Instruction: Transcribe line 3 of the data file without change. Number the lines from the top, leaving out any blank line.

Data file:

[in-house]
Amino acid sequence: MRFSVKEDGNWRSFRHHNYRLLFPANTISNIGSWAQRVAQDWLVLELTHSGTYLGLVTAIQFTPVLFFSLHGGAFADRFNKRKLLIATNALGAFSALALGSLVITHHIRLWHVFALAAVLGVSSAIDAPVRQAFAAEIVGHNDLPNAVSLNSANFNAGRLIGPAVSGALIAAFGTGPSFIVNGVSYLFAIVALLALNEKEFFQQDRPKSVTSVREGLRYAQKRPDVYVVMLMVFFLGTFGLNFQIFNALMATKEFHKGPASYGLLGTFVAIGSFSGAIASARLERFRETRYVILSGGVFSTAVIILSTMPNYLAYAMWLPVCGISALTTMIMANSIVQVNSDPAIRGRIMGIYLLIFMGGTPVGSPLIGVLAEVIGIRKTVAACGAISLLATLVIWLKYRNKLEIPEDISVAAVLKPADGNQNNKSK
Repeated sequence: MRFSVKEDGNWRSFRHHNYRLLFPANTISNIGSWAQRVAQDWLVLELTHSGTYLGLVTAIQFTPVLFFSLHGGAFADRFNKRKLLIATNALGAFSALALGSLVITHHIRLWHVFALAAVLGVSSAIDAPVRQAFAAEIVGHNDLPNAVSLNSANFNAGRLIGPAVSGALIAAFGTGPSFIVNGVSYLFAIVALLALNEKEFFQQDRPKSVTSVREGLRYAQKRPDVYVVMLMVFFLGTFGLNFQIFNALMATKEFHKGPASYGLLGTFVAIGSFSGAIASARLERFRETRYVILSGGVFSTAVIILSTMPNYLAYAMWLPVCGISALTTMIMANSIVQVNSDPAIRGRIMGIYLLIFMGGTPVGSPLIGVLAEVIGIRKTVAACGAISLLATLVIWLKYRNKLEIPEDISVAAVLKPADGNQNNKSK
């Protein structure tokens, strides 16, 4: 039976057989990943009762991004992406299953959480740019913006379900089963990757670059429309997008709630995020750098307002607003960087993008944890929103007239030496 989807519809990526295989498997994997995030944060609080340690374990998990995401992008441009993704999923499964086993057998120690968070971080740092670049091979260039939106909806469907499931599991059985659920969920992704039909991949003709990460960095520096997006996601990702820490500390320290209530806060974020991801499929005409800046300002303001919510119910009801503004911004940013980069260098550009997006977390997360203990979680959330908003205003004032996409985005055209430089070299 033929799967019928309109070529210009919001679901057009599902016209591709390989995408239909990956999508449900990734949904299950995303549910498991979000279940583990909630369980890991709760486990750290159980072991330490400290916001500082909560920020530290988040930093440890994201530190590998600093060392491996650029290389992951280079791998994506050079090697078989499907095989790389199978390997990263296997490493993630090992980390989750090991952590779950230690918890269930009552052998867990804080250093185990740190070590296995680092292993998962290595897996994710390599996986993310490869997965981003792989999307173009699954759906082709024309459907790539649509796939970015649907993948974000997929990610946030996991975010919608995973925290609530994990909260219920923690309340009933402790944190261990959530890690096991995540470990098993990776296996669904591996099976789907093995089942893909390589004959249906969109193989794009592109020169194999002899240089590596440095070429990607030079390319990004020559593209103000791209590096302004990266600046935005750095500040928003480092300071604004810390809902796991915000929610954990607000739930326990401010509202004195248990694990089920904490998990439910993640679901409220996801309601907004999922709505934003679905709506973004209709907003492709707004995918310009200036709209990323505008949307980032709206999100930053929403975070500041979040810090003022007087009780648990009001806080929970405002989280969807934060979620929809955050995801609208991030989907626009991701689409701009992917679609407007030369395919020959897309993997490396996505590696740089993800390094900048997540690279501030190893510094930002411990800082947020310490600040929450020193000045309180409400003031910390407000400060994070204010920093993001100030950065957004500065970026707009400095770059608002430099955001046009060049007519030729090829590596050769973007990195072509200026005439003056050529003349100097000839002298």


Repeated sequence: MRFSVKEDGNWRSFRHHNYRLLFPANTISNIGSWAQRVAQDWLVLELTHSGTYLGLVTAIQFTPVLFFSLHGGAFADRFNKRKLLIATNALGAFSALALGSLVITHHIRLWHVFALAAVLGVSSAIDAPVRQAFAAEIVGHNDLPNAVSLNSANFNAGRLIGPAVSGALIAAFGTGPSFIVNGVSYLFAIVALLALNEKEFFQQDRPKSVTSVREGLRYAQKRPDVYVVMLMVFFLGTFGLNFQIFNALMATKEFHKGPASYGLLGTFVAIGSFSGAIASARLERFRETRYVILSGGVFSTAVIILSTMPNYLAYAMWLPVCGISALTTMIMANSIVQVNSDPAIRGRIMGIYLLIFMGGTPVGSPLIGVLAEVIGIRKTVAACGAISLLATLVIWLKYRNKLEIPEDISVAAVLKPADGNQNNKSK